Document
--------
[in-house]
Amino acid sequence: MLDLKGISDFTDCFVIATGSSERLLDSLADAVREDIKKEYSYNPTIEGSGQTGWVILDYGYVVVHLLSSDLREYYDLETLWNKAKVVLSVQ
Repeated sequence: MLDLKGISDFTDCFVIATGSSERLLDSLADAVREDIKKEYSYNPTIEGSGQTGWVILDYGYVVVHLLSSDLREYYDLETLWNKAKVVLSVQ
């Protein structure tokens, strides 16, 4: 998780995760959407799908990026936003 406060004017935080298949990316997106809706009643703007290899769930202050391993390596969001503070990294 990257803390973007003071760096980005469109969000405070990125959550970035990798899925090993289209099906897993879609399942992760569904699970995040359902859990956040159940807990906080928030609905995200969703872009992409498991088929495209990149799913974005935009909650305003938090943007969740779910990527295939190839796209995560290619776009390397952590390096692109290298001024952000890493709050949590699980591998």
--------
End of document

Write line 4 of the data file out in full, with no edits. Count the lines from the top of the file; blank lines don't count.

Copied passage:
């Protein structure tokens, strides 16, 4: 998780995760959407799908990026936003 406060004017935080298949990316997106809706009643703007290899769930202050391993390596969001503070990294 990257803390973007003071760096980005469109969000405070990125959550970035990798899925090993289209099906897993879609399942992760569904699970995040359902859990956040159940807990906080928030609905995200969703872009992409498991088929495209990149799913974005935009909650305003938090943007969740779910990527295939190839796209995560290619776009390397952590390096692109290298001024952000890493709050949590699980591998």